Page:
John Dyke was my maternal grandfather, and an artist for all of his working life. During the second world war he drew one of the invasion maps for the Normandy landings, mapped traffic routes through to Luneburg Heath (where the German Army capitulated), and later was posted to Cowley Barracks to make a series of maps that recorded the war campaigns.
In 1944 he married my Grandmother Joan and they lived in Lancashire where they had my uncle David and my mum Jilly. In 1948 he joined the Lundy Field Society and finally made a long-awaited trip to the Island of Lundy, staying in the Old Light (which features on one of my shades.) From this moment on, Lundy trips became a regular occurrence and the family moved south from Lancashire to Fairy Cross, Devon in 1949, so that they could be closer to the Island.
At this time my Grandfather was a founding partner of Atlantic Coast Studios (then based in Bideford) where he designed many of the Lundy stamps, paintings of the island, and numerous drawings for the annual reports of the Lundy Field Society – serving as their secretary from 1959-1966. In 1970 he was given the great honour of being invited (by the Landmark Trust) to take up the position of Artist in Residence on Lundy where he spent 6 years producing the highly collectable ‘Lundy Illustrated news.’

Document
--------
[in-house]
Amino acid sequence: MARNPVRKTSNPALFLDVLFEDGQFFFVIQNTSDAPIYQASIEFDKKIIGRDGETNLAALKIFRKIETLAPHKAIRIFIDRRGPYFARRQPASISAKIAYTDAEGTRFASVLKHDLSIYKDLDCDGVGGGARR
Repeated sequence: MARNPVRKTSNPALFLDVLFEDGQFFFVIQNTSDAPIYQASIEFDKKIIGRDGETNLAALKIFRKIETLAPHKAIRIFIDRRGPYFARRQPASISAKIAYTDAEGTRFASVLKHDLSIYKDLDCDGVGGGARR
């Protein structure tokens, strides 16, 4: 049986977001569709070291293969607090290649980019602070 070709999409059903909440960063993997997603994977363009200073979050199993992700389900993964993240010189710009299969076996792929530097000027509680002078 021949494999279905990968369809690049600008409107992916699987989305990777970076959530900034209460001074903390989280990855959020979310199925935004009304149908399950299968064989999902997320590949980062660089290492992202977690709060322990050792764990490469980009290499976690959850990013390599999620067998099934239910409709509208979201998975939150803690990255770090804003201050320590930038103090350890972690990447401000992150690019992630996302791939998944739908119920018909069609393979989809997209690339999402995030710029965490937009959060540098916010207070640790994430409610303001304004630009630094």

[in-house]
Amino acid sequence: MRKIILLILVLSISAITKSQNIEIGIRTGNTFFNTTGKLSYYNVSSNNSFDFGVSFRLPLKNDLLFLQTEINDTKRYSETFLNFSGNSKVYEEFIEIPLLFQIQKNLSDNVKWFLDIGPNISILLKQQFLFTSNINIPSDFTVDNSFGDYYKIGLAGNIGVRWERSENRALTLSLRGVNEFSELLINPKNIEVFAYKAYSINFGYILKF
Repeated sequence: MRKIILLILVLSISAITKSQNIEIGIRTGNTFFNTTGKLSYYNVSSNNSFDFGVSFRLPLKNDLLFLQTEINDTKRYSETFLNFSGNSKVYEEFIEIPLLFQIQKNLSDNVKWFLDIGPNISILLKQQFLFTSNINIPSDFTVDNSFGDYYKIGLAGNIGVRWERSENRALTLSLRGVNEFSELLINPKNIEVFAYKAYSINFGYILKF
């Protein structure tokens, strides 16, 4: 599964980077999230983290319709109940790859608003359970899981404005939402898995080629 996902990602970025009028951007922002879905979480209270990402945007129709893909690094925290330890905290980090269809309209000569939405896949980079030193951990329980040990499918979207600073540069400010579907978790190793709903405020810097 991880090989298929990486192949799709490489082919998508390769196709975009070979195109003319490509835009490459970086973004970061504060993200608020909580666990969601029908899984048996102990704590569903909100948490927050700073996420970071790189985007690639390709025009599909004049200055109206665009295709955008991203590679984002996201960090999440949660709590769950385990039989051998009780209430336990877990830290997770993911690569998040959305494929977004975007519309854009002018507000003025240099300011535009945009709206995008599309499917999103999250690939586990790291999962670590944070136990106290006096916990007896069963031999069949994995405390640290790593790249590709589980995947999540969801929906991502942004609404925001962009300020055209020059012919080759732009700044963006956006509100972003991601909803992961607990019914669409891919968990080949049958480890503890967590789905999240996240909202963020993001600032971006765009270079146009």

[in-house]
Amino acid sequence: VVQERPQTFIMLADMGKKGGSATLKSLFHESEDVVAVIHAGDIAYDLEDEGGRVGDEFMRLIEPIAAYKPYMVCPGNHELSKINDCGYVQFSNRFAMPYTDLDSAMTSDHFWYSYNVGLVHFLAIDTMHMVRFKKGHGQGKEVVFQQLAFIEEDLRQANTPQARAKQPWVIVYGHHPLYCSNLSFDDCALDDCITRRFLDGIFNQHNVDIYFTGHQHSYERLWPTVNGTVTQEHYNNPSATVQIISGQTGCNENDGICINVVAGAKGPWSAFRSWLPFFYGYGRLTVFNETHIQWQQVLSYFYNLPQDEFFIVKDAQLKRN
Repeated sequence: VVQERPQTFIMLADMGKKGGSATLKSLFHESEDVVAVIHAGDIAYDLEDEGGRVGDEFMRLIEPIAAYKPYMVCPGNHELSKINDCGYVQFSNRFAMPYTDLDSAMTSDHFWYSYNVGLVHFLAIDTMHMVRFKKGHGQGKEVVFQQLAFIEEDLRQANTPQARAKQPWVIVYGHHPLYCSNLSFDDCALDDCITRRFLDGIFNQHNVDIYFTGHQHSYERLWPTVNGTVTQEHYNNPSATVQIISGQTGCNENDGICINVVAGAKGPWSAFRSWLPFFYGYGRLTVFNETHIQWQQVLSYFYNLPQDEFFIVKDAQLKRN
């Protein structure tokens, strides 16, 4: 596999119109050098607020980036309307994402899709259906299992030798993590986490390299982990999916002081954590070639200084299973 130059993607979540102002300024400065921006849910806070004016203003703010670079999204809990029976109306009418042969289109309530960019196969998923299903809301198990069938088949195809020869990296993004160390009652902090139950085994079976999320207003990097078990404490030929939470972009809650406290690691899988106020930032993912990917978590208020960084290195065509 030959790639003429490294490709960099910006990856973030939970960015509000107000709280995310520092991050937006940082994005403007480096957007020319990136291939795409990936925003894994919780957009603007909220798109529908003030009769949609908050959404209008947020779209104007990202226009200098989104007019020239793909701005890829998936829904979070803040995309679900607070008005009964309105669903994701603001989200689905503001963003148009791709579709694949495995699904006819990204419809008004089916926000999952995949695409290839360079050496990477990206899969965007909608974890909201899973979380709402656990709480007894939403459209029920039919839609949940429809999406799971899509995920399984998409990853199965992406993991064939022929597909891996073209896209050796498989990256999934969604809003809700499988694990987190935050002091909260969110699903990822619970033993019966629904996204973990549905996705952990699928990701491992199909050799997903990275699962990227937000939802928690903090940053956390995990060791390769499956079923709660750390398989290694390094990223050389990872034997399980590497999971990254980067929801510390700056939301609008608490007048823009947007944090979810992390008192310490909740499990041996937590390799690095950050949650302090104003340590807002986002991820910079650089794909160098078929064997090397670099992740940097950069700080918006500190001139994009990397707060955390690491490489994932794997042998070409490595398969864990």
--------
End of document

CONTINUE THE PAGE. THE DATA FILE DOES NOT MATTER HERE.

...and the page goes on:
When my grandparents moved back to the mainland my Grandad then worked as an artist for the National Trust, and many of his designs were used for those original tea towel and homewares that sell in the shops of the properties we all still visit today. He also drew and wrote the booklets that guided you around the houses and gardens, as well as all sorts of other bespoke commissions.
How did you decide which images to use for the lampshade collections?
I have started the lampshade collection with three watercolour designs and four black and white ink drawings of the Island. I was looking for the works which would be instantly recognisable as Lundy, but also ones that would work well in different decors. I didn’t want the designs to be too ‘busy’ either. The seven that I have started with are also all the same size which has helped create a cohesive offering that looks good on the website.